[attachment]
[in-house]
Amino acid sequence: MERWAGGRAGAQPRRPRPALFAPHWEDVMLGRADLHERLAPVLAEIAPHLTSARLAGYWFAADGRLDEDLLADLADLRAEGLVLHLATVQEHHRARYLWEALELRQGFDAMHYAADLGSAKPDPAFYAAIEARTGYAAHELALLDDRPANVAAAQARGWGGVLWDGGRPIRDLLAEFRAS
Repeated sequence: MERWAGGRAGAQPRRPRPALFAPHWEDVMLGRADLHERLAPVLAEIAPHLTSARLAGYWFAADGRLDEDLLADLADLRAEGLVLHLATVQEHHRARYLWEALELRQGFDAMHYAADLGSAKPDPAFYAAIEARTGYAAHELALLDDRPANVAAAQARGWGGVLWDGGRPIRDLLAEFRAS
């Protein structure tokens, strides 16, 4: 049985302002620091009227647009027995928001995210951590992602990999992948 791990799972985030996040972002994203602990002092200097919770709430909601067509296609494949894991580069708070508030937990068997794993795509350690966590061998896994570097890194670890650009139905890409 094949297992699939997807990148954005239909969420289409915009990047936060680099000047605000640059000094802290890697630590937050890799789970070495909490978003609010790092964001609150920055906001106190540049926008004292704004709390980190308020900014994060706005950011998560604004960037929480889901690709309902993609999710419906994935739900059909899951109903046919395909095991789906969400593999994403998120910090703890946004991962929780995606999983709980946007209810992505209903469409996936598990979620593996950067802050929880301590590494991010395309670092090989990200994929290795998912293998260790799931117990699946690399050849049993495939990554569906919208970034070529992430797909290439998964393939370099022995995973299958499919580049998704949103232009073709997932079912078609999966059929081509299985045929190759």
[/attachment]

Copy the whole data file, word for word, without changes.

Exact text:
[in-house]
Amino acid sequence: MERWAGGRAGAQPRRPRPALFAPHWEDVMLGRADLHERLAPVLAEIAPHLTSARLAGYWFAADGRLDEDLLADLADLRAEGLVLHLATVQEHHRARYLWEALELRQGFDAMHYAADLGSAKPDPAFYAAIEARTGYAAHELALLDDRPANVAAAQARGWGGVLWDGGRPIRDLLAEFRAS
Repeated sequence: MERWAGGRAGAQPRRPRPALFAPHWEDVMLGRADLHERLAPVLAEIAPHLTSARLAGYWFAADGRLDEDLLADLADLRAEGLVLHLATVQEHHRARYLWEALELRQGFDAMHYAADLGSAKPDPAFYAAIEARTGYAAHELALLDDRPANVAAAQARGWGGVLWDGGRPIRDLLAEFRAS
């Protein structure tokens, strides 16, 4: 049985302002620091009227647009027995928001995210951590992602990999992948 791990799972985030996040972002994203602990002092200097919770709430909601067509296609494949894991580069708070508030937990068997794993795509350690966590061998896994570097890194670890650009139905890409 094949297992699939997807990148954005239909969420289409915009990047936060680099000047605000640059000094802290890697630590937050890799789970070495909490978003609010790092964001609150920055906001106190540049926008004292704004709390980190308020900014994060706005950011998560604004960037929480889901690709309902993609999710419906994935739900059909899951109903046919395909095991789906969400593999994403998120910090703890946004991962929780995606999983709980946007209810992505209903469409996936598990979620593996950067802050929880301590590494991010395309670092090989990200994929290795998912293998260790799931117990699946690399050849049993495939990554569906919208970034070529992430797909290439998964393939370099022995995973299958499919580049998704949103232009073709997932079912078609999966059929081509299985045929190759």